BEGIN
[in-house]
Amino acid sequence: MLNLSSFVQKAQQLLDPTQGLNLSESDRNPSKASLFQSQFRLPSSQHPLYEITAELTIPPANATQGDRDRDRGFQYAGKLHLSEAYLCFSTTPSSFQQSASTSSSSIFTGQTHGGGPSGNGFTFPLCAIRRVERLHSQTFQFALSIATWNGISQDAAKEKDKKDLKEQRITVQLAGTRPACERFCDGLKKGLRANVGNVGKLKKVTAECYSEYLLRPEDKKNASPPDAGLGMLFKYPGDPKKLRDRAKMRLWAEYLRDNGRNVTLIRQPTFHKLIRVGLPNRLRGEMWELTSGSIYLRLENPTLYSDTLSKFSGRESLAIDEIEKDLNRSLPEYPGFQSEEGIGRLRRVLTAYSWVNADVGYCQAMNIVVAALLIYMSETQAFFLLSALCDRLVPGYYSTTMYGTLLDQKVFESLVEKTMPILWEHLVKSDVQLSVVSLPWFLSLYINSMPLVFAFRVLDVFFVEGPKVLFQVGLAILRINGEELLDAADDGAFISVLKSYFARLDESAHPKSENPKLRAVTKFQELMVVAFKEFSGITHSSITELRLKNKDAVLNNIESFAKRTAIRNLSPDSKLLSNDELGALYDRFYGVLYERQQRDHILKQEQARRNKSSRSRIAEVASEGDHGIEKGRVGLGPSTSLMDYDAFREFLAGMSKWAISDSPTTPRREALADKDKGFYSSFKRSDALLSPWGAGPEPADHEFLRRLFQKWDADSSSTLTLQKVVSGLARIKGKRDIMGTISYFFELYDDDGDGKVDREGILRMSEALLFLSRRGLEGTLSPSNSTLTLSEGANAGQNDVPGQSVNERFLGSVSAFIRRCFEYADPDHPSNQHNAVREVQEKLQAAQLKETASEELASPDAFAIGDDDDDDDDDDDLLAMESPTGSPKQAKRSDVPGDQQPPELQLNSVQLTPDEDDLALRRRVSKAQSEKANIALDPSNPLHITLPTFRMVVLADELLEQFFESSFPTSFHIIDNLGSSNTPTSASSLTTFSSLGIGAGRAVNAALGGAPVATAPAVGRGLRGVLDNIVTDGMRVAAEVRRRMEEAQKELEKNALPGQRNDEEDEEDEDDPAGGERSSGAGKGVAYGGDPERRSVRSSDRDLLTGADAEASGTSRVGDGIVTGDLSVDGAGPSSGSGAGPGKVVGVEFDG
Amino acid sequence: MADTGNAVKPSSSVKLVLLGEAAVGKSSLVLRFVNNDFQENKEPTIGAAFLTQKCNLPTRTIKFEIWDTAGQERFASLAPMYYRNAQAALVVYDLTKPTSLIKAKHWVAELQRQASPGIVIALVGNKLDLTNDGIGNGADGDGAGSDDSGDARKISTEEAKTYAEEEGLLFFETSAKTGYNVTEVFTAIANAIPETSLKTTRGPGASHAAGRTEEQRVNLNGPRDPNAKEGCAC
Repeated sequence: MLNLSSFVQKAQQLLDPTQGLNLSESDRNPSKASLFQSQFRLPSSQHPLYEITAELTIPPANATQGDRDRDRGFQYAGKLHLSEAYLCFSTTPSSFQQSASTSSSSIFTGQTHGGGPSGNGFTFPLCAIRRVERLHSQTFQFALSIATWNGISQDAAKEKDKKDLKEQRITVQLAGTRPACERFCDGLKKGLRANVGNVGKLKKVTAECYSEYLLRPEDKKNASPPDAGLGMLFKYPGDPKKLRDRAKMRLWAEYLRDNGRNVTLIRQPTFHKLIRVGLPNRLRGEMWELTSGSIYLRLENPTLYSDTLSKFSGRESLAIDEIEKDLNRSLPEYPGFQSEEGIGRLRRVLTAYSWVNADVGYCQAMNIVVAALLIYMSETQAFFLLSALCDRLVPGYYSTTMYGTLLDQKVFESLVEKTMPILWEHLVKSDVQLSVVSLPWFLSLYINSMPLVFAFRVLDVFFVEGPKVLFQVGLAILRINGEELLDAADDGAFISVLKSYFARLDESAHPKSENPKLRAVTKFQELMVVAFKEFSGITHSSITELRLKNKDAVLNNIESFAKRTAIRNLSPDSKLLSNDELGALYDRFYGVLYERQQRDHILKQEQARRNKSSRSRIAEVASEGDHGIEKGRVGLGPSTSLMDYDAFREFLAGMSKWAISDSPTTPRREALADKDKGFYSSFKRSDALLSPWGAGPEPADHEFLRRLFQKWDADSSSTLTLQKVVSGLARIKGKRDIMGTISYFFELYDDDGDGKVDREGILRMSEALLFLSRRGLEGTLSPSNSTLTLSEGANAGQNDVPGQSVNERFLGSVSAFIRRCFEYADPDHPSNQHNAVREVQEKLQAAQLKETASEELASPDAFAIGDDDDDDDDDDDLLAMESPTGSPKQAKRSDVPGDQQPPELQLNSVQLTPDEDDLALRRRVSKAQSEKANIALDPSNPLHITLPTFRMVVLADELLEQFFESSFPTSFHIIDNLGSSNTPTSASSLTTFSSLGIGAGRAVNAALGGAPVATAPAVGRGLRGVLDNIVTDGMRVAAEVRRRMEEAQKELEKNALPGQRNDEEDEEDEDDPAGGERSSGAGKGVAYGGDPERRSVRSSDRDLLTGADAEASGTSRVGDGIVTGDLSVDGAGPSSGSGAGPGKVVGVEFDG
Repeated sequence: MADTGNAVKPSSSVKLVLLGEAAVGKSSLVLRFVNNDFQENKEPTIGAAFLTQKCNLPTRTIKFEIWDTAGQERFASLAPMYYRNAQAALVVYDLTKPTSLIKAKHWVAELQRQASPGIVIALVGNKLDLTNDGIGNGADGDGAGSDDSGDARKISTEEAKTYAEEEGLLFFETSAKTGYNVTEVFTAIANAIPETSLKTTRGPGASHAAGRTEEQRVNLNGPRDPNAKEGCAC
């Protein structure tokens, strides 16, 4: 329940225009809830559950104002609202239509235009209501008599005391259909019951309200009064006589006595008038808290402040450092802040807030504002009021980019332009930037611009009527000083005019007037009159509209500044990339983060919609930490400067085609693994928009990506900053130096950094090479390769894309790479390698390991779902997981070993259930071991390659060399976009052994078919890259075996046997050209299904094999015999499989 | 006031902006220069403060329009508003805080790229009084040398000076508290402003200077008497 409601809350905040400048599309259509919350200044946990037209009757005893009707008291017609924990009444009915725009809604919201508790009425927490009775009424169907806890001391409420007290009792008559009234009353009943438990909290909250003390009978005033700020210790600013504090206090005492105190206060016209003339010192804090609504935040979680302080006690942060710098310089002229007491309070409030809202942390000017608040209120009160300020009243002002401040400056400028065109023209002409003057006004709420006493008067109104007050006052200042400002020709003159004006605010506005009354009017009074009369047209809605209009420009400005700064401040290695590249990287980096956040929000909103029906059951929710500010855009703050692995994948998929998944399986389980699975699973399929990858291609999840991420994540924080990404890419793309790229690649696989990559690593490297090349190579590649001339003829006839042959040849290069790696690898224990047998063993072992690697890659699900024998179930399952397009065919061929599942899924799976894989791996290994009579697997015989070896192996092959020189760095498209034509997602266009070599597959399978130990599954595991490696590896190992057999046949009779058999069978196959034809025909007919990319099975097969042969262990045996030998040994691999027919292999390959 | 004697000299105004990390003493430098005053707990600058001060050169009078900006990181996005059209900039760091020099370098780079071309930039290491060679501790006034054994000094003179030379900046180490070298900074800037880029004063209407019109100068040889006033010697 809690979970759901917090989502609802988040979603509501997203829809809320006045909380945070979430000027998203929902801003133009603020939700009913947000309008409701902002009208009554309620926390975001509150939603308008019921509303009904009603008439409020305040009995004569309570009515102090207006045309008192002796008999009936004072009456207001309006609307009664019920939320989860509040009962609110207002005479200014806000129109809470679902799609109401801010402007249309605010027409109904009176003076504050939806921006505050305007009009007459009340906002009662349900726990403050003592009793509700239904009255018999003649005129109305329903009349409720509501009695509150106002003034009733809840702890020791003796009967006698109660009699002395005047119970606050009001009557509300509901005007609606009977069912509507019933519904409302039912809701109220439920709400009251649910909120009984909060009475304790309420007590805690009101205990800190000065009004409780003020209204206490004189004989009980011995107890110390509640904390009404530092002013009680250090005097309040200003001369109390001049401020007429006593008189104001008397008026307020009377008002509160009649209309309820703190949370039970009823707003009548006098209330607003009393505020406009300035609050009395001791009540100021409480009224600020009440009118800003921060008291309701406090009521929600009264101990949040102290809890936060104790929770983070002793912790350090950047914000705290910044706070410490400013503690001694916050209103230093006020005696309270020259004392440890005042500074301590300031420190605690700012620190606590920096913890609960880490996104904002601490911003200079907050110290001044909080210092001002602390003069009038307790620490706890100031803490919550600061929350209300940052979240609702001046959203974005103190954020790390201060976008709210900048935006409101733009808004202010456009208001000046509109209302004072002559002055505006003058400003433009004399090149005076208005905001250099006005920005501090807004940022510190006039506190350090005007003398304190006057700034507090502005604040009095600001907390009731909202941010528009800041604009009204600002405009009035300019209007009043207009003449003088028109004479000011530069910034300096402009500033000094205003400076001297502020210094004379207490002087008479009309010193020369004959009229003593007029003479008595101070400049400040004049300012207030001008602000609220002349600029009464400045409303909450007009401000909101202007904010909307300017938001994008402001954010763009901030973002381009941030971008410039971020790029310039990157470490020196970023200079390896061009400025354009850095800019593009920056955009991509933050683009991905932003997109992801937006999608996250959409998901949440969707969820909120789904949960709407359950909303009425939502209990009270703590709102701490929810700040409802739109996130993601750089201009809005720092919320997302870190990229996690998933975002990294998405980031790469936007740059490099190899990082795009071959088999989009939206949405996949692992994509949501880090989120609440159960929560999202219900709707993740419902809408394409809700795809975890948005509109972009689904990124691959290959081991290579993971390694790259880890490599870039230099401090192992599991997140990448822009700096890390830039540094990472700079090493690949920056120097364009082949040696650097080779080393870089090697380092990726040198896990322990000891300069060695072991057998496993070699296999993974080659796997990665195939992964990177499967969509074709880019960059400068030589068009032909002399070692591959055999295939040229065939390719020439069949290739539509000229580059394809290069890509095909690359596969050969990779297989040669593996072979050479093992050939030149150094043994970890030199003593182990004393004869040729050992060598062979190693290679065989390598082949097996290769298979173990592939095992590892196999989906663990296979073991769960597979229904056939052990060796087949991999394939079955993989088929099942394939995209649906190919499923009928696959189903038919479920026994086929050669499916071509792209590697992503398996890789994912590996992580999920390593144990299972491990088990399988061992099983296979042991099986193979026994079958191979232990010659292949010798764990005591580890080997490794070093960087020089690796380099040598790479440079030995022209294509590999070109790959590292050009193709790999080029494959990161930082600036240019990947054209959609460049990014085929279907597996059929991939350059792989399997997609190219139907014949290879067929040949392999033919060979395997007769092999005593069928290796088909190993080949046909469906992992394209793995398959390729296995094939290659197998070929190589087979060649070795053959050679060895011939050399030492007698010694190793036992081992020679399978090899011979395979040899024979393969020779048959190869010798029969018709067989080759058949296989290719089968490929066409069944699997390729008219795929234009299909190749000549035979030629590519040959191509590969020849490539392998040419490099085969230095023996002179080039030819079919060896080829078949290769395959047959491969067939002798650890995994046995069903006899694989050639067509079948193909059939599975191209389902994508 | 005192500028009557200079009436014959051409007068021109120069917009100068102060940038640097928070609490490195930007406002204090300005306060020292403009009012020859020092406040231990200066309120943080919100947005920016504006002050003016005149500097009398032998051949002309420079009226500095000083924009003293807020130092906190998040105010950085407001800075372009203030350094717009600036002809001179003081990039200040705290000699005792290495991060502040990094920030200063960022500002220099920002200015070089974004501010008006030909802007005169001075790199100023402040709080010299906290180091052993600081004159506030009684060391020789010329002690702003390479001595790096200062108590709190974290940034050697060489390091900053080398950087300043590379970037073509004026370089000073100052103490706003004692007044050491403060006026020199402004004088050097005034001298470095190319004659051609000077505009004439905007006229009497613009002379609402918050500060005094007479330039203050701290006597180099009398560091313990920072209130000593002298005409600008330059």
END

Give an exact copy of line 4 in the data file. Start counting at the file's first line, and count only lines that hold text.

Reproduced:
Repeated sequence: MLNLSSFVQKAQQLLDPTQGLNLSESDRNPSKASLFQSQFRLPSSQHPLYEITAELTIPPANATQGDRDRDRGFQYAGKLHLSEAYLCFSTTPSSFQQSASTSSSSIFTGQTHGGGPSGNGFTFPLCAIRRVERLHSQTFQFALSIATWNGISQDAAKEKDKKDLKEQRITVQLAGTRPACERFCDGLKKGLRANVGNVGKLKKVTAECYSEYLLRPEDKKNASPPDAGLGMLFKYPGDPKKLRDRAKMRLWAEYLRDNGRNVTLIRQPTFHKLIRVGLPNRLRGEMWELTSGSIYLRLENPTLYSDTLSKFSGRESLAIDEIEKDLNRSLPEYPGFQSEEGIGRLRRVLTAYSWVNADVGYCQAMNIVVAALLIYMSETQAFFLLSALCDRLVPGYYSTTMYGTLLDQKVFESLVEKTMPILWEHLVKSDVQLSVVSLPWFLSLYINSMPLVFAFRVLDVFFVEGPKVLFQVGLAILRINGEELLDAADDGAFISVLKSYFARLDESAHPKSENPKLRAVTKFQELMVVAFKEFSGITHSSITELRLKNKDAVLNNIESFAKRTAIRNLSPDSKLLSNDELGALYDRFYGVLYERQQRDHILKQEQARRNKSSRSRIAEVASEGDHGIEKGRVGLGPSTSLMDYDAFREFLAGMSKWAISDSPTTPRREALADKDKGFYSSFKRSDALLSPWGAGPEPADHEFLRRLFQKWDADSSSTLTLQKVVSGLARIKGKRDIMGTISYFFELYDDDGDGKVDREGILRMSEALLFLSRRGLEGTLSPSNSTLTLSEGANAGQNDVPGQSVNERFLGSVSAFIRRCFEYADPDHPSNQHNAVREVQEKLQAAQLKETASEELASPDAFAIGDDDDDDDDDDDLLAMESPTGSPKQAKRSDVPGDQQPPELQLNSVQLTPDEDDLALRRRVSKAQSEKANIALDPSNPLHITLPTFRMVVLADELLEQFFESSFPTSFHIIDNLGSSNTPTSASSLTTFSSLGIGAGRAVNAALGGAPVATAPAVGRGLRGVLDNIVTDGMRVAAEVRRRMEEAQKELEKNALPGQRNDEEDEEDEDDPAGGERSSGAGKGVAYGGDPERRSVRSSDRDLLTGADAEASGTSRVGDGIVTGDLSVDGAGPSSGSGAGPGKVVGVEFDG